30/10/2013 19:31 GMT | Updated 23/01/2014 18:58 GMT

The Banks Are Admitting Guilt, So Why Is No One Jumping for Joy?

Last week JPMorgan agreed to pay a record $13billion to the American authorities to 'settle' various investigations into its pre-crisis mortgage lending business. Deutsche Bank today announced that it would be keeping about $1billion to one side in view of on-going 'legal costs', while a Dutch bank has stated that a similar amount has so far been paid in relation to the never-ending LIBOR scandal. Apparently around nine international banks are seeking to pay off American regulators to end investigations into price fixing, including our very own RBS.

As well as banks paying vast sums to close investigations into their mortgage businesses and their employees' manipulation of LIBOR, billions have been set aside in the UK for compensation claims due to various 'mis-selling' scandals. Let's call it what is rather than using such ridiculous Orwellian NewSpeak. They sold financial products to consumers fraudulently, in full knowledge of this fact. The word 'mis-selling' seems to imply they did it by accident. That would be like me saying 'I mis-slept through my alarm this morning'. Or it would be like Sainsbury's selling a salmonella-ridden chicken to a child who subsequently got food poisoning and claiming it was the farmer's fault, not theirs. Bullshit in both cases.

And HSBC, a bank that has seemed to get through the court of public opinion relatively unscathed, paid a figure of almost $2billion for having laundered money for drug lords, Middle Eastern despots and other delightful individuals. Sorry, what? You funnel drug money through the system and no one goes to prison? A billion or four is nothing to these institutions.

Why, then, is no one jumping for joy? The banks have admitted guilt and they are paying us back for all the dodgy deals they got into!

Well, not really. Banks are, in effect, 'fessing up to having behaved fraudulently or criminally. However what 'settling' means is actually 'paying regulators to shut up and stop asking difficult questions'. This is not the same as admitting guilt or wrongdoing. In fact, if you google 'banks admitting their guilt', not much comes up. This is because they haven't really and are now successfully buying their innocence by giving under-resourced and under-staffed regulators are lot of money.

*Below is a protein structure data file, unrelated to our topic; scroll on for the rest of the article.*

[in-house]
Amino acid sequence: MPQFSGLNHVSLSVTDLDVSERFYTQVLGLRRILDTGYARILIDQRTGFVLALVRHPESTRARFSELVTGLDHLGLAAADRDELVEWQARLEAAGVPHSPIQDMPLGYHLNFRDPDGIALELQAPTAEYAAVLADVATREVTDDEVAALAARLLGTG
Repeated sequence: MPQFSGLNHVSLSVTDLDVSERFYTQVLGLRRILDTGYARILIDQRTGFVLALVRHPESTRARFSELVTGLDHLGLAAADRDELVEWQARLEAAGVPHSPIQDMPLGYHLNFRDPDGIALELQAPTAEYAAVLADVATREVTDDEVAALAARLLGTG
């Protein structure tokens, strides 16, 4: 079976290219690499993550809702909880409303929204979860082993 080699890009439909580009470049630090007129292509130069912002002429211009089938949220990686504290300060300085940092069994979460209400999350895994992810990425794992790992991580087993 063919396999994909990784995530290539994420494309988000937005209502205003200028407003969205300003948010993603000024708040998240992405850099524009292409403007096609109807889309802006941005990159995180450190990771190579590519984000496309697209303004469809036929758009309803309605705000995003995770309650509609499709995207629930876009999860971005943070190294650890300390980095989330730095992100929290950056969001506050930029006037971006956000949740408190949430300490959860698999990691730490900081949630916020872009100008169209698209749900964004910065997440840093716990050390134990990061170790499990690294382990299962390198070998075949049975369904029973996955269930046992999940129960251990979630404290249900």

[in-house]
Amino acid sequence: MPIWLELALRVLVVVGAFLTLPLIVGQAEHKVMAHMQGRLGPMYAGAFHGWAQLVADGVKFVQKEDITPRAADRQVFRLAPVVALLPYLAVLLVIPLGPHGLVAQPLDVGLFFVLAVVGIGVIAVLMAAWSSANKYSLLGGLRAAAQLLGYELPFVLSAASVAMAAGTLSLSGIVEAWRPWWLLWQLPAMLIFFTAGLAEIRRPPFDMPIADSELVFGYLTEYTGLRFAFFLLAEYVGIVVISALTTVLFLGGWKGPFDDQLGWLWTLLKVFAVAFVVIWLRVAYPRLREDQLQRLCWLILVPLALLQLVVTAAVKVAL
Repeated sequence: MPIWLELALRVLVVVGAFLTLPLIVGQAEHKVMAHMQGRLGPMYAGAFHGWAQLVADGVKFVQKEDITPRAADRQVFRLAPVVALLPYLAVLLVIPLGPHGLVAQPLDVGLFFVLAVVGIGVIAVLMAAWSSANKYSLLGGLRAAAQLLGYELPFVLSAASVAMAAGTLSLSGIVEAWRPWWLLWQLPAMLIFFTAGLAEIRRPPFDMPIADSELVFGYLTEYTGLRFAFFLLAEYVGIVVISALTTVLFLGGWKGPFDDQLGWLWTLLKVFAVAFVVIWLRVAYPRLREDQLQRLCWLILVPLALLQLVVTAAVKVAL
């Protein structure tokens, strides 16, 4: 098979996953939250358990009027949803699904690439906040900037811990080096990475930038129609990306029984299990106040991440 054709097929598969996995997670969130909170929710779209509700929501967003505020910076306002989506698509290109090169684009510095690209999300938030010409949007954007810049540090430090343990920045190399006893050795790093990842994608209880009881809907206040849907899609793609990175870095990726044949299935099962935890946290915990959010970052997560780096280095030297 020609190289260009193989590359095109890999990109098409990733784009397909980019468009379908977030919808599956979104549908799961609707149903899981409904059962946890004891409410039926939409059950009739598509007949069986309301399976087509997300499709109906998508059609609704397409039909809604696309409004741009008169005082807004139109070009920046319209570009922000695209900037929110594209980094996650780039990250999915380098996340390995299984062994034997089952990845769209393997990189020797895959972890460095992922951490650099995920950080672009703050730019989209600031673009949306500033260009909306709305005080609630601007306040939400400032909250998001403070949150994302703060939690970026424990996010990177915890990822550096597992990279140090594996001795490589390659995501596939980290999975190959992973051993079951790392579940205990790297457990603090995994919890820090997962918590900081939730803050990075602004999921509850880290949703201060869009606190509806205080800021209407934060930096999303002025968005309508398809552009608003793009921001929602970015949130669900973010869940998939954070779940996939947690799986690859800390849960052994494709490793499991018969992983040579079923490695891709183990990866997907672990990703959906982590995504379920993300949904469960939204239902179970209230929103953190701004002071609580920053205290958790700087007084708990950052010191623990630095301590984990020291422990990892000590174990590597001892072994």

It's a clever ploy. The banks which settle can draw a line under their previous misdemeanours, reassuring everyone that they are reformed and that they have learnt their lessons. 'New management systems' have been introduced, 'risk-based compliance structures' are in place and 'appropriate incentives' are now 'cascading downwards' to avert future law breaking. Forgive me for not being convinced. When a company director says 'how am I to know whether my employees are breaking the law or not', confidence is not inspired. In any other company, such a comment would sound utterly ridiculous.

In reality, they are making a savvy business decision based on the rational conclusion that if they do not settle, the final figure could be far, far larger. $13billion is a drop in the ocean when considering the vast amounts of money governments flooded the banks with during and after the crisis. And the ongoing damage done to their public image is hugely expensive in itself. JPMorgan appeared to be a holy cow in comparison to the evil squid, Goldman Sachs. Now its sheen has been replaced by a tarnish, as people have clocked onto the fact that even though it didn't get bailed out, it has been implicated in just as many scandals as its less fortunate rivals.

And why has no one been locked up? It's approaching a decade since the banks started selling mortgages inappropriately and even longer since they started 'misselling' things to consumers. Sadly the problem is that they weren't really breaking any laws at the time. The governments and regulators of the pre-crisis era were complicit in the outrageous behaviour of the banks. And the pension funds and the asset managers who look after our money were buying all the crap the banks were selling. The entire system was (and continues to be) a mess. You can't retroactively make something illegal just because you don't like it. The banks know this and that's why no one has gone to prison.

This also ties into why the authorities are accepting such relatively tiny sums of money from the banks. Simply put, they can't do much else. They are under-resourced and are no match for the banks who can afford the best legal protection from the most experienced lawyers on the planet.

And the regulators know full well that the bigger the fine, the more likely they are to induce financial instability. As Eric Holder, the US's attorney-general admitted during a Senate hearing last year, the banks are too big to jail as well as being too big to fail. Sadly, five years on, the banks remain in charge even if it might look like governments are getting some cash out of them. Don't be fooled.